The first “first family” to occupy the mansion was that of acting Gov. Denver S. Dickerson and his wife, Una, who moved in in July 1909.
The marvelous structure was designed and built by George Ferris and Co. of Reno. Basically a two-story mansion in the Southern Colonial style, the unbelievable building was constructed for the sum of $40,000, which had been authorized by the 1907 Legislature and signed off on by then-Gov. John Sparks (hence the Sparks connection to the mansion.)
In September 1909, June Dickerson was born in the mansion, purportedly the only child ever born there.
To date, the mansion has been home to 18 of Nevada’s governors. Over the years it has been renovated several times, with minor renovations in 1959 and more considerable restoration work in 1967. In 1969 the Legislature approved $78,750 for remodeling but most of the upgrades, furnishings and decorating were accomplished with $200,000 in private donations.
In 1999-2000, the most significant reconstruction was initiated by Gov. Bob Miller and first lady Sandy Miller with the entire project financed by private donations.
A timeline on the mansion shows that it was first opened to the public in January 1910. In 1976 the structure was added to the National Register of Historic Places.
For this writer, one of the earliest visits to the mansion occurred during the term of Gov. Paul Laxalt when I was invited to Carson City to play tennis with the governor. He provided a guest bedroom and shower facilities as a changing room from “civvies” to tennis attire, after which we drove over to his private residence in Carson City that sported a tennis court and swimming pool. Following the match we returned to the mansion, showered and had a fine lunch on the back porch.
Another early visit to the grounds occurred in 1969 and that occasion was the inaugural governor’s dinner to support the Athletic Department at the University of Nevada, Reno.
At that time, iconic NFL coach George Allen was the featured speaker. Over the years since then, the “Guv’s Dinner” has featured many notable speakers, including Joe Montana, Terry Bradshaw, Joe Theismann, Charles Barkley and Roy Williams, to name a few.
Today, the governor’s mansion is the sparkling centerpiece of historic Carson City where many other beautiful early 20th century private mansions still abound and are inhabited by lucky residents who live in the opulent style of a bygone era.
Incline No Lake?
The once-pristine waters of Incline Lake, stocked heavily with fish for its private owners to catch, are no more. The tiny body of water was drained off last year when it was feared the relatively small dam that first created the lake in 1942 was not safe from seismic damage. Now, whether to restore the lake or let the area revert to its once verdant meadow is one of the series of controversies still surrounding the future of the once private enclave that was obtained by the U.S. Forest Service in 2008 for $46 million. The previous owners of the property, Incline Lake Corp., had set a value of $75 million on the property but accepted the $46 million based on a “friendly condemnation” hearing that is scheduled for U.S. District Court determination.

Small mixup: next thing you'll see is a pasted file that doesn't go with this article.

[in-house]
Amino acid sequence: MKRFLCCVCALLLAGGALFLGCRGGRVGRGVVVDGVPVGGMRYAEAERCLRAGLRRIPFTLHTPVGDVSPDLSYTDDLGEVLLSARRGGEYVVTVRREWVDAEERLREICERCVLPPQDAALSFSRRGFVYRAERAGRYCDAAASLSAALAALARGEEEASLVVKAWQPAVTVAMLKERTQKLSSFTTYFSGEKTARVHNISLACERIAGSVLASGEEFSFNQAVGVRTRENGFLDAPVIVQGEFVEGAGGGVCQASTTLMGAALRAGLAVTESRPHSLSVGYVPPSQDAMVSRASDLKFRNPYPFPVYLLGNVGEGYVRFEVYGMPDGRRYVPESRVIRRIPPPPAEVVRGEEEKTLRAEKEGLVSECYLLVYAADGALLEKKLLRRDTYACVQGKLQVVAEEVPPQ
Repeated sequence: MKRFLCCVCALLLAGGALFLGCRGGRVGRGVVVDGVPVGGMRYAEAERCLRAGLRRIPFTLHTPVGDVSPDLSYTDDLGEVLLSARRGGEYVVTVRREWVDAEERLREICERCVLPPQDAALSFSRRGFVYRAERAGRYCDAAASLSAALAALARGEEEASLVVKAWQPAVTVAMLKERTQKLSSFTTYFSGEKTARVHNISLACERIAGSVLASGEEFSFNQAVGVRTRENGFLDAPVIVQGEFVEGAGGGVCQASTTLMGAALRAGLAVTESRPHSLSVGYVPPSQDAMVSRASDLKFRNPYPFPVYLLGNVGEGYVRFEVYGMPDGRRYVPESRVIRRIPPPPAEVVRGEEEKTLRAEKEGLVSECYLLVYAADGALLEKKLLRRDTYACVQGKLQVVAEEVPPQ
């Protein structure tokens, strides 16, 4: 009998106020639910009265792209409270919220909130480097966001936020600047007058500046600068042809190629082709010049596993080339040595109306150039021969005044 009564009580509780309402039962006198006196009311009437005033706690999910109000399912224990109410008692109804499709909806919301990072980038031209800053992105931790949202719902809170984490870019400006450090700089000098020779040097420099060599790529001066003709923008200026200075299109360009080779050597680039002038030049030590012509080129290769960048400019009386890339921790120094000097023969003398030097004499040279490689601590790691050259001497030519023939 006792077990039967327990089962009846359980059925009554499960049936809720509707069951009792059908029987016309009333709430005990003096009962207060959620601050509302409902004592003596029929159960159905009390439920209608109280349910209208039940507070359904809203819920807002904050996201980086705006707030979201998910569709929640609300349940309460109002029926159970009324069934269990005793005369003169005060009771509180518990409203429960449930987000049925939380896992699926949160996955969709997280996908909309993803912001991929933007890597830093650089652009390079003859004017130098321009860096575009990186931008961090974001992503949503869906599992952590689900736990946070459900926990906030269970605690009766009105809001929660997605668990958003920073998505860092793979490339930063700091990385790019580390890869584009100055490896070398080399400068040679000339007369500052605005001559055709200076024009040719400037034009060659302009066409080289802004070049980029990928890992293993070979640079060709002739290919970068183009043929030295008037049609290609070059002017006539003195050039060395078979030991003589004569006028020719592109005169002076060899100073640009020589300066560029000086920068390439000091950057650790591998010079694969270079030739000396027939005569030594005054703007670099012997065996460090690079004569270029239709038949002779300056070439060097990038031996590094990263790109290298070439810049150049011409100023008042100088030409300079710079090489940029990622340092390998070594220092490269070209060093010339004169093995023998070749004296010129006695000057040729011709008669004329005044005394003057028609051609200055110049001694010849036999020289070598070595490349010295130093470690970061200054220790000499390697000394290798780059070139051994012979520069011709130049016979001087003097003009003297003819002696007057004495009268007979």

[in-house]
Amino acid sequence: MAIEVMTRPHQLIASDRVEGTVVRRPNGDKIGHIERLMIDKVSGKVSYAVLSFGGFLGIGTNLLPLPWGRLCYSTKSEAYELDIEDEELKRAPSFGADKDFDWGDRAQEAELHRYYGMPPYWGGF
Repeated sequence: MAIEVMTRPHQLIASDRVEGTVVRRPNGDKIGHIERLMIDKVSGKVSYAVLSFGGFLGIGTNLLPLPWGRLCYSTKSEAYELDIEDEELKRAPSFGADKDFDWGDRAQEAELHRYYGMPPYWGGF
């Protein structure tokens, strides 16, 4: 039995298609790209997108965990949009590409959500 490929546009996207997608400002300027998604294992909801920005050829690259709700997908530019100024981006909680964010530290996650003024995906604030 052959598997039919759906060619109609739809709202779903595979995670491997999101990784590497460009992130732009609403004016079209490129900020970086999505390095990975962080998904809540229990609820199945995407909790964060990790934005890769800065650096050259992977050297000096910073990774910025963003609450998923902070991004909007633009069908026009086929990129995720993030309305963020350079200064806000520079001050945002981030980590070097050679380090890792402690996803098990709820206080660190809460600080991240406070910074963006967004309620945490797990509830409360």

Whatever its future, the individual private “cabins” that used to surround the lake are now gone forever and the area will someday be open to the public as a recreational park. Hikers and wintertime cross-country skiers are unanimous in their desire to see the lake never return.
The Incline Lake private getaway was established by a number of wealthy northern Nevadans more than six decades ago and over its lifetime it was visited by many of the most powerful and influential “movers and shakers” in the country. Too bad no one kept a master guest list of the hundreds of celebrities who visited the lake where — it was said — every time a visitor caught a trout, two of equal size were immediately put back into the lake.
Another attraction for years was the powerful telescope located at one of the residences that, because of the altitude and lack of surrounding lights, could peer deep into space — much further than its contemporaries of equal size and located at lower elevations.
As a one-time visitor to Incline Lake — when the Reno Prospectors Club had an outing there courtesy of Pete Barengo, one of the owners — I was impressed with the “cabins,” which were of stately size and design. Many of the guests on that occasion opted for angling, while others of us looked for “fish” at the gin rummy tables. After a hearty lunch and numerous adult beverages, the party broke up. Since I was riding with Barengo and his buddy Larry Devincenzi, we opted to proceed on to Crystal Bay and to visit the Cal Neva Lodge for additional unneeded refreshment. It was there, with dusk approaching, that Barengo had the brilliant idea of going to Tahoe City and taking us out for a ride in his hand-constructed cabin cruiser. The lake was fairly choppy and getting out of the dock area was a ricochet adventure. Once out in the rolling waters, Barengo suggested that I try my water skiing skills. Finally, with the aid of powerful flashlights, they fished me out of the bone-chilling water. On the way back to Reno, Devincenzi told me the most interesting thing about Barengo’s boat.
He built it in his basement in Reno and when he was finished it was too big to get out of the basement doors, so he had to saw it in half and then glued it back together!
Needless to say I never went on another cruise in the Barengo watercraft.
Harry Spencer is a freelance writer in Reno. His column about the past and present of northern Nevada appears weekly in the Tribune.
Editor’s note: Harry Spencer’s column is sometimes a mix of reporting and opinion. Opinions expressed in his column are his own and do not necessarily reflect those of the Tribune.